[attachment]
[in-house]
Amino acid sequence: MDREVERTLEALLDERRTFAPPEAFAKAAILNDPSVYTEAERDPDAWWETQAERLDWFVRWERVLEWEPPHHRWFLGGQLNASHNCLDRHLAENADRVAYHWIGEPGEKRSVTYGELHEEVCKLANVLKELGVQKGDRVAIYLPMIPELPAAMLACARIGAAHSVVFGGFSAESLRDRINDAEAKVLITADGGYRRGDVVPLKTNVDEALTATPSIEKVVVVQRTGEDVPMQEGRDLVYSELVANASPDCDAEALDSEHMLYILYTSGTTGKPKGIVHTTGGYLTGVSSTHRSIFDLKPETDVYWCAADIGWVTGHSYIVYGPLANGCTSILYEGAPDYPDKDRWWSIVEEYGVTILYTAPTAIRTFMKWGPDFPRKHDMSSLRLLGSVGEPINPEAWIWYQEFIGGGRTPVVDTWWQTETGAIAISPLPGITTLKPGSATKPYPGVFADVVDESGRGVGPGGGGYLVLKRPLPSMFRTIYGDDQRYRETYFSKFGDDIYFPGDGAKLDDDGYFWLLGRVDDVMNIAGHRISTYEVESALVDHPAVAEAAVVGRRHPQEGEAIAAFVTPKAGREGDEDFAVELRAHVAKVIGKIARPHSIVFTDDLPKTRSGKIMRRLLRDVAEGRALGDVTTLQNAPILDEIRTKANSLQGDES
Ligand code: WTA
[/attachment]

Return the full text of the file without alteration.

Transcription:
[in-house]
Amino acid sequence: MDREVERTLEALLDERRTFAPPEAFAKAAILNDPSVYTEAERDPDAWWETQAERLDWFVRWERVLEWEPPHHRWFLGGQLNASHNCLDRHLAENADRVAYHWIGEPGEKRSVTYGELHEEVCKLANVLKELGVQKGDRVAIYLPMIPELPAAMLACARIGAAHSVVFGGFSAESLRDRINDAEAKVLITADGGYRRGDVVPLKTNVDEALTATPSIEKVVVVQRTGEDVPMQEGRDLVYSELVANASPDCDAEALDSEHMLYILYTSGTTGKPKGIVHTTGGYLTGVSSTHRSIFDLKPETDVYWCAADIGWVTGHSYIVYGPLANGCTSILYEGAPDYPDKDRWWSIVEEYGVTILYTAPTAIRTFMKWGPDFPRKHDMSSLRLLGSVGEPINPEAWIWYQEFIGGGRTPVVDTWWQTETGAIAISPLPGITTLKPGSATKPYPGVFADVVDESGRGVGPGGGGYLVLKRPLPSMFRTIYGDDQRYRETYFSKFGDDIYFPGDGAKLDDDGYFWLLGRVDDVMNIAGHRISTYEVESALVDHPAVAEAAVVGRRHPQEGEAIAAFVTPKAGREGDEDFAVELRAHVAKVIGKIARPHSIVFTDDLPKTRSGKIMRRLLRDVAEGRALGDVTTLQNAPILDEIRTKANSLQGDES
Ligand code: WTA